>>7253498 Where I live that would be about 70 cents' worth of vegetables. So it appears you pay more than twice the price for vegetables that were cut who knows when and put in completely unnecessary packaging. And what do you get out of the deal? The convenience of not having to reach for a knife? No thanks.
>>7253498 1) In my area they are far more expensive than buying the vegetables from the produce section.
2) I don't get to inspect what veggies went into the mix. I want to select my own carrots, squash, tomatoes--I pick the best ones out of the bin. I don't want to be stuck with whatever happened to get packed in there.
3) Quite often these are made with the not-quite-expired veggies culled from the bulk bins in the supermarket. I'd rather have fresher. (on a side note, my local supermarkets do this with meat as well. Once it gets close to the sell-by date they cover it in various seasonings/marinades and then mark it down.)
4) I may or may not want the particular ratio of veggies that happen to be in the package like that, and I'd rather not have to pick through them. They also might not be cut to the size I want, and it's much easier to cut veggies starting from a whole one than it is to re-cut something that's the wrong size.
It's usually more expensive, prepared by a retard, and I own a decent knife and know how to use it.
If something like pre-sliced mushrooms are on sale for the same price as whole and I'm just planning on sauteing them like that anyways I'll buy them. Otherwise they don't really make sense, and spoil faster.
There's a lot less than one bell pepper, one onion, one bag of tomatoes, etc, in that package. The individual prices you are listing are higher than 1 pound fiddy, but you're also getting a lot more food.
Sudents are savages. I thought it would get better when I left uni and lived with 'professionals'. But those professionals are just the same people who were students last year too, and still do the same shit.
>>7253531 I'm not a student, but I live with my boyfriend and it is hard to find some vegtables that aren't sold in large packs. The few vegtables that are sold individually cost a lot more....
They sell: >bell peppers >large baking potatos >dirty tiny local potatoes >white onions >old tomatoes >+some fruits like apples, oranges, avocado pomelo and pears. It is all expensive compared to the ones that come in large packages, and are of worse quality as well.
I used to buy mine in large packages, when I first moved here, however, most of it ended up rotting and I got tired of that. I mainly buy the mixed prepared veggies now.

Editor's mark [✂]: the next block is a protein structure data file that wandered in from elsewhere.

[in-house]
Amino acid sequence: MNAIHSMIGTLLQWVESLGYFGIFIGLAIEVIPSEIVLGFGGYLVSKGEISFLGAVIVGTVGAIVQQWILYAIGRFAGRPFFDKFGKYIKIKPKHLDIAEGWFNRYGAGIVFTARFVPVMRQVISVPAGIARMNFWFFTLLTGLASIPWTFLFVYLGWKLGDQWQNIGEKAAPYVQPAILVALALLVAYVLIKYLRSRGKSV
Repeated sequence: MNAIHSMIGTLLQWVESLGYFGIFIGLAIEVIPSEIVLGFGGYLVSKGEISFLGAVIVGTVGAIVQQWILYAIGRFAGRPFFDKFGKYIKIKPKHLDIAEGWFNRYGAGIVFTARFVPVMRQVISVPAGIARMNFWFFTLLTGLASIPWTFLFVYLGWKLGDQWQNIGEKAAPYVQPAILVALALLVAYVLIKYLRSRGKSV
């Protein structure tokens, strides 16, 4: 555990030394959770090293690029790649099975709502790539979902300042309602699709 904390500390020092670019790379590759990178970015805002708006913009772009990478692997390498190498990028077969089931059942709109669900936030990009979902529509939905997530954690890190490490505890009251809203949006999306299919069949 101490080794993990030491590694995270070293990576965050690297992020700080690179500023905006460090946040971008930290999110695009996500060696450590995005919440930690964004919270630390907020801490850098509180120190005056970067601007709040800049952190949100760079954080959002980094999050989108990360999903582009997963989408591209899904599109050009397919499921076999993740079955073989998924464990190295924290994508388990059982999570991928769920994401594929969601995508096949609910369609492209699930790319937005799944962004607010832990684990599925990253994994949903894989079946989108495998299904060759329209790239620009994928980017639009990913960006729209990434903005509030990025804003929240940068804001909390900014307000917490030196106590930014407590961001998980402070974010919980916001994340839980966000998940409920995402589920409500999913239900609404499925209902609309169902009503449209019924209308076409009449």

For students and small house holds, it is way cheaper to buy the mixed prepared vegtables, alongside large packages of stuff like onions and potatoes that don't rot fast.
>>7253531 You must have a variety of shops in London. I live in New York, and could easily pay that much or more for vegetables if I went to the wrong place (the supermarket or an upscale place that caters to rich people). But if I picked them up at a greengrocer stand (preferably a Chinese or Mexican run joint) in a less posh part of town they'd cost next to nothing. If I make the trip to the serious Chinese market I can get a week's worth of vegetables for under $10.
I know London is pricey as hell, but there have to be some immigrant neighborhoods where you can easily beat supermarket prices. If you're a broke ass student it might be worth making a trip to them.
Because this board is populated by teenagers and college students who think it's a huge accomplishment that they figured out how to cut up an onion without ending up in the ER, and they have to shove it down everyone's throats at all opportunities.
I occasionally buy pre-cut squash, since that stuff is a bitch to peel and cut and it's the same end result. Other than that though I'm a sperg who likes to spend hours on knife maintenance and I'm not letting some minimum wage worker have all the fun.
If I wasn't a knife sperg I'd probably buy pre-cut onions though, deal with it you faggots.
>>7255044 It takes me less than a minute to peel and finely dice a large onion, and I'm sure that is slow by many people's standards. It's not a huge accomplishment at all. It's rather baffling how many people can't deal with such a simple task.